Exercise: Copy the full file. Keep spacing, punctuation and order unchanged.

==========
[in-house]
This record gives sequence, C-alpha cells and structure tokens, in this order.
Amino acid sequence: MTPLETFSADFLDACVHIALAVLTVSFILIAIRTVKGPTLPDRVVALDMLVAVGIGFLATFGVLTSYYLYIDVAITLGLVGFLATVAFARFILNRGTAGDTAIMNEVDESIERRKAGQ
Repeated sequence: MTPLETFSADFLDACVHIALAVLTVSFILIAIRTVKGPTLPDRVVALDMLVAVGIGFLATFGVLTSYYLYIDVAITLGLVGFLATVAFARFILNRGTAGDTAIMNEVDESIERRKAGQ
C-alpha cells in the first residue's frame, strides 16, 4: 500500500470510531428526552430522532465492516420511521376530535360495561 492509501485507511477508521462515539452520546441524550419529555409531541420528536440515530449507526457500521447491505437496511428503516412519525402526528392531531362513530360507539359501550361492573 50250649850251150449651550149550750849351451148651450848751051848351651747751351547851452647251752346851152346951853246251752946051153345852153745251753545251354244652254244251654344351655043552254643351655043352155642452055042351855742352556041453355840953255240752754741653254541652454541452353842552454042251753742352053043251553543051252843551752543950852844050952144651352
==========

[in-house]
This record gives sequence, C-alpha cells and structure tokens, in this order.
Amino acid sequence: MTPLETFSADFLDACVHIALAVLTVSFILIAIRTVKGPTLPDRVVALDMLVAVGIGFLATFGVLTSYYLYIDVAITLGLVGFLATVAFARFILNRGTAGDTAIMNEVDESIERRKAGQ
Repeated sequence: MTPLETFSADFLDACVHIALAVLTVSFILIAIRTVKGPTLPDRVVALDMLVAVGIGFLATFGVLTSYYLYIDVAITLGLVGFLATVAFARFILNRGTAGDTAIMNEVDESIERRKAGQ
C-alpha cells in the first residue's frame, strides 16, 4: 500500500470510531428526552430522532465492516420511521376530535360495561 492509501485507511477508521462515539452520546441524550419529555409531541420528536440515530449507526457500521447491505437496511428503516412519525402526528392531531362513530360507539359501550361492573 50250649850251150449651550149550750849351451148651450848751051848351651747751351547851452647251752346851152346951853246251752946051153345852153745251753545251354244652254244251654344351655043552254643351655043352155642452055042351855742352556041453355840953255240752754741653254541652454541452353842552454042251753742352053043251553543051252843551752543950852844050952144651352